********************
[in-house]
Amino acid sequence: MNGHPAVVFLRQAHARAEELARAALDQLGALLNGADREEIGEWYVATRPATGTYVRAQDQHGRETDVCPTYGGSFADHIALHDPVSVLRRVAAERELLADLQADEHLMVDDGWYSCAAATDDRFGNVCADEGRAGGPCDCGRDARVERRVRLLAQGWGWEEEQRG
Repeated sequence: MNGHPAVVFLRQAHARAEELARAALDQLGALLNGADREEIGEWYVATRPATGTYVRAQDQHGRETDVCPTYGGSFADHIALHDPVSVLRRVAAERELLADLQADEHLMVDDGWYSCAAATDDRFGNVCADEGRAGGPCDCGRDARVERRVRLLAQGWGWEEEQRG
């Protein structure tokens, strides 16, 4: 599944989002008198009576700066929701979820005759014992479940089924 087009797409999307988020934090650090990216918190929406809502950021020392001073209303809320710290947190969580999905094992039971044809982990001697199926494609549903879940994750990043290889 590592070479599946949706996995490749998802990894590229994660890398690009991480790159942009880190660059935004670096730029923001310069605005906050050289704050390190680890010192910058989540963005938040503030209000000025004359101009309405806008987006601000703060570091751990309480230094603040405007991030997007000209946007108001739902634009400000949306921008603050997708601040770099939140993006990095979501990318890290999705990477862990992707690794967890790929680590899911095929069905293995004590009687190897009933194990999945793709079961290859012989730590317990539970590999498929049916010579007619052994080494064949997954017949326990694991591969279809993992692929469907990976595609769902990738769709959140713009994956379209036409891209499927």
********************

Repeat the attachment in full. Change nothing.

[in-house]
Amino acid sequence: MNGHPAVVFLRQAHARAEELARAALDQLGALLNGADREEIGEWYVATRPATGTYVRAQDQHGRETDVCPTYGGSFADHIALHDPVSVLRRVAAERELLADLQADEHLMVDDGWYSCAAATDDRFGNVCADEGRAGGPCDCGRDARVERRVRLLAQGWGWEEEQRG
Repeated sequence: MNGHPAVVFLRQAHARAEELARAALDQLGALLNGADREEIGEWYVATRPATGTYVRAQDQHGRETDVCPTYGGSFADHIALHDPVSVLRRVAAERELLADLQADEHLMVDDGWYSCAAATDDRFGNVCADEGRAGGPCDCGRDARVERRVRLLAQGWGWEEEQRG
């Protein structure tokens, strides 16, 4: 599944989002008198009576700066929701979820005759014992479940089924 087009797409999307988020934090650090990216918190929406809502950021020392001073209303809320710290947190969580999905094992039971044809982990001697199926494609549903879940994750990043290889 590592070479599946949706996995490749998802990894590229994660890398690009991480790159942009880190660059935004670096730029923001310069605005906050050289704050390190680890010192910058989540963005938040503030209000000025004359101009309405806008987006601000703060570091751990309480230094603040405007991030997007000209946007108001739902634009400000949306921008603050997708601040770099939140993006990095979501990318890290999705990477862990992707690794967890790929680590899911095929069905293995004590009687190897009933194990999945793709079961290859012989730590317990539970590999498929049916010579007619052994080494064949997954017949326990694991591969279809993992692929469907990976595609769902990738769709959140713009994956379209036409891209499927």